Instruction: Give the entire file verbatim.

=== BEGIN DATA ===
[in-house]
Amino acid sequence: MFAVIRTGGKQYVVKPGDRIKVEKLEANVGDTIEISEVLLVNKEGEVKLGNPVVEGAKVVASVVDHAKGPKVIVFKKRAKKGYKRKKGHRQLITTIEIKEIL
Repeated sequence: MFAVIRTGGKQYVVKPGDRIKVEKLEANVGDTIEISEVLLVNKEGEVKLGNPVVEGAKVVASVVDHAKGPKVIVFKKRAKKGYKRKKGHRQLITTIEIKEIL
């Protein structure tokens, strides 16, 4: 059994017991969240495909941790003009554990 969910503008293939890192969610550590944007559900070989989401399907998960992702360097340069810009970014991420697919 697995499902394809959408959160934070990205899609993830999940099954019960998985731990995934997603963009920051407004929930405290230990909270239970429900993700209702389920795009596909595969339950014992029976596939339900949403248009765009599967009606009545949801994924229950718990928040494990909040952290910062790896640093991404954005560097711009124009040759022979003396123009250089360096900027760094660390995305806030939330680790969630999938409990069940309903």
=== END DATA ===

[in-house]
Amino acid sequence: MFAVIRTGGKQYVVKPGDRIKVEKLEANVGDTIEISEVLLVNKEGEVKLGNPVVEGAKVVASVVDHAKGPKVIVFKKRAKKGYKRKKGHRQLITTIEIKEIL
Repeated sequence: MFAVIRTGGKQYVVKPGDRIKVEKLEANVGDTIEISEVLLVNKEGEVKLGNPVVEGAKVVASVVDHAKGPKVIVFKKRAKKGYKRKKGHRQLITTIEIKEIL
């Protein structure tokens, strides 16, 4: 059994017991969240495909941790003009554990 969910503008293939890192969610550590944007559900070989989401399907998960992702360097340069810009970014991420697919 697995499902394809959408959160934070990205899609993830999940099954019960998985731990995934997603963009920051407004929930405290230990909270239970429900993700209702389920795009596909595969339950014992029976596939339900949403248009765009599967009606009545949801994924229950718990928040494990909040952290910062790896640093991404954005560097711009124009040759022979003396123009250089360096900027760094660390995305806030939330680790969630999938409990069940309903």